Verification of Unusual Sight Record
For Utah

Rec. # 2006-36

Common name:

Mourning Warbler

Scientific name: Oporornis philadelphia
Date: Sept. 4, 2006
Time: 9:30 a.m.
Length of time observed: 5 minutes
Number: 1
Age: first winter
Sex: female
Location: River Lane
County: Utah
Distance to bird: 15 feet
Optical equipment: Pentax 10x42 DCF WP binoculars
Weather: warm, light breeze, clear
Light Conditions: sunny
Description:        Size of bird: large warbler (5+ inches)
(Description:)       Basic Shape: songbird
(Description:)  Overall Pattern: olive, gray and yellow
(Description:)            Bill Type: thin, pointed
Field Marks and
Identifying Characteristics:
Narrow white eye-ring, slightly broken in front and behind. Olive-gray head, olive upperparts. No wing bars. Throat was a dull yellow, underparts were a strong bright yellow without any
markings. Pale eyebrow. Olive-gray on head extended a little onto the upper breast, which with the dull throat, gave the bird a slight hooded appearance.
Song or call & method of delivery: none
Behavior: Foraging in low bushy branches. Moved in a slow, skulking manner. Stayed within the foliage, never came out into the open.
Habitat: riparian - thick streamside vegetation of bushes and trees.
Similar species and how
were they eliminated:
MacGillivray's Warbler (first winter/immature) has eye-ring arcs, grayish-white throat, and olive-brown hood that contrasts with the yellow underparts.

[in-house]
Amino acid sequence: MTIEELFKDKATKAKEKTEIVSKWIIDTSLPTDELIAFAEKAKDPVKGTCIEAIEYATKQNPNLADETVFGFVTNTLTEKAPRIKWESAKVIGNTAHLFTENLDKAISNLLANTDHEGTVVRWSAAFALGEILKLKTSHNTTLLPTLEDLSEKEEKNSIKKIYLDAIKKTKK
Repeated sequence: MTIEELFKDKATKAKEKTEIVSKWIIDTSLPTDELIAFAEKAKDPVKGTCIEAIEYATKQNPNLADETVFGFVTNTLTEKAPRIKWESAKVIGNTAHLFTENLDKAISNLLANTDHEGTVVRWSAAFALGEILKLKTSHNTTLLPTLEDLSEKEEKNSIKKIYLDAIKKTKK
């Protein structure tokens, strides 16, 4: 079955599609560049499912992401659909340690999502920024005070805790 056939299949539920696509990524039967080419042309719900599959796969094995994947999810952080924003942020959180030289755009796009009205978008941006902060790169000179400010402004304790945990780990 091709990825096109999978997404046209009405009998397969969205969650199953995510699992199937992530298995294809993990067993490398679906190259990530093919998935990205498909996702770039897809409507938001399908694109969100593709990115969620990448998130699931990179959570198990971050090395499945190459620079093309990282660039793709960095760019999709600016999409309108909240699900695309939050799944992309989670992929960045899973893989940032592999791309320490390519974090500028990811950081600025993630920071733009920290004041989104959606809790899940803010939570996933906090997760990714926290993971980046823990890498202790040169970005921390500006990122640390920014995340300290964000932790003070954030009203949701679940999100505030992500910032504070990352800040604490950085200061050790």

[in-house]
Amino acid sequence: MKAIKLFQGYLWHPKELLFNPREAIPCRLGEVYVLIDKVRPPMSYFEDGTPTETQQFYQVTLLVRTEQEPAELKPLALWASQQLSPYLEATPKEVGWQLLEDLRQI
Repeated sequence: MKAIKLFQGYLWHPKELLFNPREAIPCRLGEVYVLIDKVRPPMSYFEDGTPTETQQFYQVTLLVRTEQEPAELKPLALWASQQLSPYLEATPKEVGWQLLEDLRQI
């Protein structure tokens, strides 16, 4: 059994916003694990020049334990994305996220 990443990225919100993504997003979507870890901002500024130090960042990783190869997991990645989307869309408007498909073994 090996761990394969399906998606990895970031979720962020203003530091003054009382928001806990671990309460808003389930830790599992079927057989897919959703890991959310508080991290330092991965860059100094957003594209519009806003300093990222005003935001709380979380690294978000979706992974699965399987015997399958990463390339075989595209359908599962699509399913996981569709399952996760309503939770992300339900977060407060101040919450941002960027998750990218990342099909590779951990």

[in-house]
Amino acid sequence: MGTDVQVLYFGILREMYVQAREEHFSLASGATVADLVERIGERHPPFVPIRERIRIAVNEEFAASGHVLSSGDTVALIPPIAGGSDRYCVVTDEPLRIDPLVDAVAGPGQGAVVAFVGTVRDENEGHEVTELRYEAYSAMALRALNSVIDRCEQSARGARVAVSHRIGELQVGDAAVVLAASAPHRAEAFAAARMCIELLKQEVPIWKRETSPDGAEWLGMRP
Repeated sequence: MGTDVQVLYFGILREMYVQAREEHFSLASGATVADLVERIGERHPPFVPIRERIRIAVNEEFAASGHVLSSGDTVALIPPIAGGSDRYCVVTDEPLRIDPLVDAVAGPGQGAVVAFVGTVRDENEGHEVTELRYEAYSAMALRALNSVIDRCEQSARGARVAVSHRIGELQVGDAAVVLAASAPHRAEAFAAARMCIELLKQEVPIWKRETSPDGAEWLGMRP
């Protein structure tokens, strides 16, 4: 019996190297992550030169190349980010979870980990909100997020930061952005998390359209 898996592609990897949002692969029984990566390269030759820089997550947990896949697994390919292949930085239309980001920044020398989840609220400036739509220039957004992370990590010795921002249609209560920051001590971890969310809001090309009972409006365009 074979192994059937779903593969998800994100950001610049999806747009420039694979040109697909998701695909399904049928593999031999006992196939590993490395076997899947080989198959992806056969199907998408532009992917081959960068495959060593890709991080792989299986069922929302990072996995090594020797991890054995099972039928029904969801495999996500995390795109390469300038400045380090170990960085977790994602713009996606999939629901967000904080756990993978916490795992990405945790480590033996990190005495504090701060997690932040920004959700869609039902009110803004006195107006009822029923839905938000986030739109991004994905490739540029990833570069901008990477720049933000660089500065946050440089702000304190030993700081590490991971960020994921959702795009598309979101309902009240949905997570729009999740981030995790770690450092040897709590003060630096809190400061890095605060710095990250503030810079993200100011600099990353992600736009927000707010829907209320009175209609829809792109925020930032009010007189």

Connecticut Warbler has a complete eye-ring, brownish hood.
Nashville Warbler (immature) has complete eye-ring, gray hood, dull yellow underparts, and is smaller.
Previous experience with
this & similar species:
adult Mourning Warblers in Ontario (1993) and Texas (1997) adult Connecticut Warbler in Ontario (1993) MacGillivray's Warbler - hundreds of sightings in all plumages
References consulted: Sibley, Peterson, National Geographic
Description from: Notes taken at time of sighting
Observer: Joel Beyer
Observer's address: 1719 Hillcrest Ave., Salt Lake City, UT 84106
Observer's e-mail address:
Other observers who independently identified this bird:  
Date prepared: Sept. 6, 2006
Additional material:  
Additional comments: The bright yellow underparts are what initially caught my attention. On looking at the bird, I immediately noticed the very narrow white eye-ring. It took two or three careful looks to
verify that it was indeed narrowly broken in front and back. This, and the sight hooded affect, brought MacGillivray's to mind, but I immediately dismissed this as everything about the bird seemed wrong for MacGillivray's. Rather, the feeling was I was looking at something I'd never
seen before. Further observation just solidified this belief.